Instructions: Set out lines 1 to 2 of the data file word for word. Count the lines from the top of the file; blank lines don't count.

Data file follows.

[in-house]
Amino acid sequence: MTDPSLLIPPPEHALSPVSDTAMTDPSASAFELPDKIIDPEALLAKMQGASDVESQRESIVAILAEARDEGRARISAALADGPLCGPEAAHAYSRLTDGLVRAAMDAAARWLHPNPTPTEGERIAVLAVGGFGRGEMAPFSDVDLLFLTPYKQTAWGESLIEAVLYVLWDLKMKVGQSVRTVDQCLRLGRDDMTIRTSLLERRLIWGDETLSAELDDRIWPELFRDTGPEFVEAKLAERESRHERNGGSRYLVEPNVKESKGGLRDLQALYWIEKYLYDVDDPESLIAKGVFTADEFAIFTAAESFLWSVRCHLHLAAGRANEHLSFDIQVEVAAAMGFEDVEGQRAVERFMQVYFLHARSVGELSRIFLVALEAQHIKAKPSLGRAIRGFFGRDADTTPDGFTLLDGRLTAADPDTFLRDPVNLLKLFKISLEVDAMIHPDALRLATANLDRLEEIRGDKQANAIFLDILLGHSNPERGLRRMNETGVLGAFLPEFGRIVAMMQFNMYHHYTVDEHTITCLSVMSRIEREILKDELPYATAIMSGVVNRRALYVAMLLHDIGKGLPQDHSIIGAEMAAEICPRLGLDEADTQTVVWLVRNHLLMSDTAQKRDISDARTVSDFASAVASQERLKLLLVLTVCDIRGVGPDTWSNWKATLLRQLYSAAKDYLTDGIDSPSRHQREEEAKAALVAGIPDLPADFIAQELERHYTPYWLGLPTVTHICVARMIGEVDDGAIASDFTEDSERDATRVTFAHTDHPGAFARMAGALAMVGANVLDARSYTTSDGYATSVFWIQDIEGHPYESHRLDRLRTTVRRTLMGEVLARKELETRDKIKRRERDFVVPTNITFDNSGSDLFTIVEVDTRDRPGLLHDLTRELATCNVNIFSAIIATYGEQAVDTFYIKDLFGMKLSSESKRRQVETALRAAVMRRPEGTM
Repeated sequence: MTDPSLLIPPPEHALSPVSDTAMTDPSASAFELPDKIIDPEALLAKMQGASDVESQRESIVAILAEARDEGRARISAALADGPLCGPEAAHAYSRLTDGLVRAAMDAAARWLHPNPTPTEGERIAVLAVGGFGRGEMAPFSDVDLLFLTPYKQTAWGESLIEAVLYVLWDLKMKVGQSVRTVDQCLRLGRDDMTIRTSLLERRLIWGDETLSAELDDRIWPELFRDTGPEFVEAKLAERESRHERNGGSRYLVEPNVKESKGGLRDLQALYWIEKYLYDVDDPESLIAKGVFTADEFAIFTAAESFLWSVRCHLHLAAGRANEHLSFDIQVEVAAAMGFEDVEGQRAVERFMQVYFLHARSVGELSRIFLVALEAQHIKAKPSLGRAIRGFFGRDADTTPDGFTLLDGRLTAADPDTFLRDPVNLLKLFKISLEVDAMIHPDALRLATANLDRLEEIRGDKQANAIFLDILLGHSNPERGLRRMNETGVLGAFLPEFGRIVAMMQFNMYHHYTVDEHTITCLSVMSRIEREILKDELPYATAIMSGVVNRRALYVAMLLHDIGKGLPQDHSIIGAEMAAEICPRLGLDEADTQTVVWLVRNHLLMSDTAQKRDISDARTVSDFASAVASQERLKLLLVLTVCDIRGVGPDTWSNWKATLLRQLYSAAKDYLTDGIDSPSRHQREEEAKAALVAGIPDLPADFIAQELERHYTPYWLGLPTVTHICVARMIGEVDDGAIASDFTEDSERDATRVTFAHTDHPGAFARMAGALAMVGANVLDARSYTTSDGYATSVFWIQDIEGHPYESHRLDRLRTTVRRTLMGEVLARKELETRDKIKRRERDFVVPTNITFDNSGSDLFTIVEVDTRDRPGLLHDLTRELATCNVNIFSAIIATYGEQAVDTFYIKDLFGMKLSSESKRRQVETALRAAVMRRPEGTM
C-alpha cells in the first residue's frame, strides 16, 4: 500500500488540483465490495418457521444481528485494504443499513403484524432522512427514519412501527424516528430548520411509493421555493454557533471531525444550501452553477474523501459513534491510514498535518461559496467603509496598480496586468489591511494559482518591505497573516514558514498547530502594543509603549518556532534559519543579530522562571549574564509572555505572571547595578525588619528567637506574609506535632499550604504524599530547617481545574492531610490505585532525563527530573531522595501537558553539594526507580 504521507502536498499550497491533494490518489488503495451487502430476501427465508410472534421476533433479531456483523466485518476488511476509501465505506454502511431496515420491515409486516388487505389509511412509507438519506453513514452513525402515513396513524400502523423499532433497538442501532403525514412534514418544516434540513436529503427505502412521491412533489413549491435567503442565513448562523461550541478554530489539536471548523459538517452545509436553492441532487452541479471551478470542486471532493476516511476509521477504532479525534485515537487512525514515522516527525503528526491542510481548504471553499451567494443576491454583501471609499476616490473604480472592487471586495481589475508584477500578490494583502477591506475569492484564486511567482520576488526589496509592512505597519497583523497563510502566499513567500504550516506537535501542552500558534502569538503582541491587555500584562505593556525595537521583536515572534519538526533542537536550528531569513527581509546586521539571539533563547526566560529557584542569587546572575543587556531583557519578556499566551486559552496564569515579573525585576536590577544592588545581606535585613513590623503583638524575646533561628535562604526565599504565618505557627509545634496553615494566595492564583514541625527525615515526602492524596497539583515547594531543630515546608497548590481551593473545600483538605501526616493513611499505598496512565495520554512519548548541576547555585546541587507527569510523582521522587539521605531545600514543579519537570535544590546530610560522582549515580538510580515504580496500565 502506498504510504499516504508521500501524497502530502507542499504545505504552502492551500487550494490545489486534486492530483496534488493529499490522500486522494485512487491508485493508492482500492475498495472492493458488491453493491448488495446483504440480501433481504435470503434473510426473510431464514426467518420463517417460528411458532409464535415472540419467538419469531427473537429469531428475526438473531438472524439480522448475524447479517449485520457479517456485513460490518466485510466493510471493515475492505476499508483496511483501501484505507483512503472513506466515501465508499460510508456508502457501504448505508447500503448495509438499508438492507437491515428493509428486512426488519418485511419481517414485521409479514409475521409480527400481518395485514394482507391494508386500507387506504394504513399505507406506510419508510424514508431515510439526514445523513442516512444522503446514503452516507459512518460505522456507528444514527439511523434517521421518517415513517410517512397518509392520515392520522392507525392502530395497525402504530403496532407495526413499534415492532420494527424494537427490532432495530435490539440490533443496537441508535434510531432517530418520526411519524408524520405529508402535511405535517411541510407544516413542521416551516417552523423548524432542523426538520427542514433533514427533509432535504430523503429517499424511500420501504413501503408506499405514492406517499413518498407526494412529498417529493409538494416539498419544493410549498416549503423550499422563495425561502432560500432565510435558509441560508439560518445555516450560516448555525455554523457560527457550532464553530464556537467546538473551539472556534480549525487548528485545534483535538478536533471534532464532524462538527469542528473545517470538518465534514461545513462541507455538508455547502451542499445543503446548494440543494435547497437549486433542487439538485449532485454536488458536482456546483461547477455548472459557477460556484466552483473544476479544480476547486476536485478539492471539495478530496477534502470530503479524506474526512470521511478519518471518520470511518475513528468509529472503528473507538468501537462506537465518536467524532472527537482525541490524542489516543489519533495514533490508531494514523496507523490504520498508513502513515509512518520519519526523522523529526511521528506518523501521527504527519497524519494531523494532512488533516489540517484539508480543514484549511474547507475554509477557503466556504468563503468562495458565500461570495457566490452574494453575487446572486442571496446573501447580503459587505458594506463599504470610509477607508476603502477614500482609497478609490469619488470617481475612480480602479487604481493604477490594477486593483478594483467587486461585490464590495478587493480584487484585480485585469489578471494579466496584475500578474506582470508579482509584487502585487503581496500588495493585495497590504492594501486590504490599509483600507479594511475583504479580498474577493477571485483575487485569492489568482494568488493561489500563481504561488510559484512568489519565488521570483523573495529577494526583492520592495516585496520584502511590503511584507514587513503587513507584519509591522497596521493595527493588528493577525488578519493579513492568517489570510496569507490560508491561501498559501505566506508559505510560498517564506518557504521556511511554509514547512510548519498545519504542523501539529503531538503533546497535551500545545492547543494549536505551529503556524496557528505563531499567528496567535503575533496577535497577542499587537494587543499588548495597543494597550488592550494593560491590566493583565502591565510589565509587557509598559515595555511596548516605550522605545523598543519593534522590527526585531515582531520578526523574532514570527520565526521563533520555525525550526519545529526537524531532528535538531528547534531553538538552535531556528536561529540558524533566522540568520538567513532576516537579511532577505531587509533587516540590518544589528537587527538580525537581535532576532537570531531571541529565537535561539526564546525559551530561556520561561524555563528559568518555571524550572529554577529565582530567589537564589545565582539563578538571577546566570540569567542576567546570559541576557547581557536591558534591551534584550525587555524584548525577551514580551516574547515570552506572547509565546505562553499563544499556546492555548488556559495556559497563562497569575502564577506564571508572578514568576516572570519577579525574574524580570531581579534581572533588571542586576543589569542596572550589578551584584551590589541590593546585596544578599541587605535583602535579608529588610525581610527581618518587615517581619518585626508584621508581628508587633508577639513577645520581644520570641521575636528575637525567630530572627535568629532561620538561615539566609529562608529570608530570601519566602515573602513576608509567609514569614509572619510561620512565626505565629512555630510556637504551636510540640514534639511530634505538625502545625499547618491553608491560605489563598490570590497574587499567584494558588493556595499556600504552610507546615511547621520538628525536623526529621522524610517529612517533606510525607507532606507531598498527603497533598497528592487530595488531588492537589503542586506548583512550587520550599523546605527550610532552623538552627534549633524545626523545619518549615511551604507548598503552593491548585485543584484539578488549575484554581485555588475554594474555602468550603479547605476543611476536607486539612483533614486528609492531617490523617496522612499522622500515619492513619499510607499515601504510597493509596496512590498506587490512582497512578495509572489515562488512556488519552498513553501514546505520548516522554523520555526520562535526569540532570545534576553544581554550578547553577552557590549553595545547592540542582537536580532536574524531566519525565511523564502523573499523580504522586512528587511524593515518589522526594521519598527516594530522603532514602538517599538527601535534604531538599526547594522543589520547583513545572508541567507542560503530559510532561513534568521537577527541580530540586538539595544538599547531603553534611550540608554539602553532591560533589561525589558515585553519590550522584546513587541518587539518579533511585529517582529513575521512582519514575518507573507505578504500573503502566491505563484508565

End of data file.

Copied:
[in-house]
Amino acid sequence: MTDPSLLIPPPEHALSPVSDTAMTDPSASAFELPDKIIDPEALLAKMQGASDVESQRESIVAILAEARDEGRARISAALADGPLCGPEAAHAYSRLTDGLVRAAMDAAARWLHPNPTPTEGERIAVLAVGGFGRGEMAPFSDVDLLFLTPYKQTAWGESLIEAVLYVLWDLKMKVGQSVRTVDQCLRLGRDDMTIRTSLLERRLIWGDETLSAELDDRIWPELFRDTGPEFVEAKLAERESRHERNGGSRYLVEPNVKESKGGLRDLQALYWIEKYLYDVDDPESLIAKGVFTADEFAIFTAAESFLWSVRCHLHLAAGRANEHLSFDIQVEVAAAMGFEDVEGQRAVERFMQVYFLHARSVGELSRIFLVALEAQHIKAKPSLGRAIRGFFGRDADTTPDGFTLLDGRLTAADPDTFLRDPVNLLKLFKISLEVDAMIHPDALRLATANLDRLEEIRGDKQANAIFLDILLGHSNPERGLRRMNETGVLGAFLPEFGRIVAMMQFNMYHHYTVDEHTITCLSVMSRIEREILKDELPYATAIMSGVVNRRALYVAMLLHDIGKGLPQDHSIIGAEMAAEICPRLGLDEADTQTVVWLVRNHLLMSDTAQKRDISDARTVSDFASAVASQERLKLLLVLTVCDIRGVGPDTWSNWKATLLRQLYSAAKDYLTDGIDSPSRHQREEEAKAALVAGIPDLPADFIAQELERHYTPYWLGLPTVTHICVARMIGEVDDGAIASDFTEDSERDATRVTFAHTDHPGAFARMAGALAMVGANVLDARSYTTSDGYATSVFWIQDIEGHPYESHRLDRLRTTVRRTLMGEVLARKELETRDKIKRRERDFVVPTNITFDNSGSDLFTIVEVDTRDRPGLLHDLTRELATCNVNIFSAIIATYGEQAVDTFYIKDLFGMKLSSESKRRQVETALRAAVMRRPEGTM